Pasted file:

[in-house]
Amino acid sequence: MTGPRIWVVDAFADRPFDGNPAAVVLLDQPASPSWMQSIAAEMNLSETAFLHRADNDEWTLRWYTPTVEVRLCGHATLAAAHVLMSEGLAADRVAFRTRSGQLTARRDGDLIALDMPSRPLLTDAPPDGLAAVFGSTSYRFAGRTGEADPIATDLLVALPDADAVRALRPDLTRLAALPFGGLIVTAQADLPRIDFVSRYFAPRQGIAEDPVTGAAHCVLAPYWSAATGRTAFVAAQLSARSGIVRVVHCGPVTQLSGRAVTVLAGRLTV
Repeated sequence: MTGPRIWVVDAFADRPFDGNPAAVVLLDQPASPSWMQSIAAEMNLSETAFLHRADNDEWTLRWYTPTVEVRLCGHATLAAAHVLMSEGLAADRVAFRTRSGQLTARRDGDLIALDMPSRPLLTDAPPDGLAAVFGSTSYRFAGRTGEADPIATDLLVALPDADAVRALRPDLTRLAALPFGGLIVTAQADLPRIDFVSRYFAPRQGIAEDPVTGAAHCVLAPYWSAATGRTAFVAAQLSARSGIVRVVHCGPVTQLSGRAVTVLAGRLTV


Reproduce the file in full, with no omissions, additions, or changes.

[in-house]
Amino acid sequence: MTGPRIWVVDAFADRPFDGNPAAVVLLDQPASPSWMQSIAAEMNLSETAFLHRADNDEWTLRWYTPTVEVRLCGHATLAAAHVLMSEGLAADRVAFRTRSGQLTARRDGDLIALDMPSRPLLTDAPPDGLAAVFGSTSYRFAGRTGEADPIATDLLVALPDADAVRALRPDLTRLAALPFGGLIVTAQADLPRIDFVSRYFAPRQGIAEDPVTGAAHCVLAPYWSAATGRTAFVAAQLSARSGIVRVVHCGPVTQLSGRAVTVLAGRLTV
Repeated sequence: MTGPRIWVVDAFADRPFDGNPAAVVLLDQPASPSWMQSIAAEMNLSETAFLHRADNDEWTLRWYTPTVEVRLCGHATLAAAHVLMSEGLAADRVAFRTRSGQLTARRDGDLIALDMPSRPLLTDAPPDGLAAVFGSTSYRFAGRTGEADPIATDLLVALPDADAVRALRPDLTRLAALPFGGLIVTAQADLPRIDFVSRYFAPRQGIAEDPVTGAAHCVLAPYWSAATGRTAFVAAQLSARSGIVRVVHCGPVTQLSGRAVTVLAGRLTV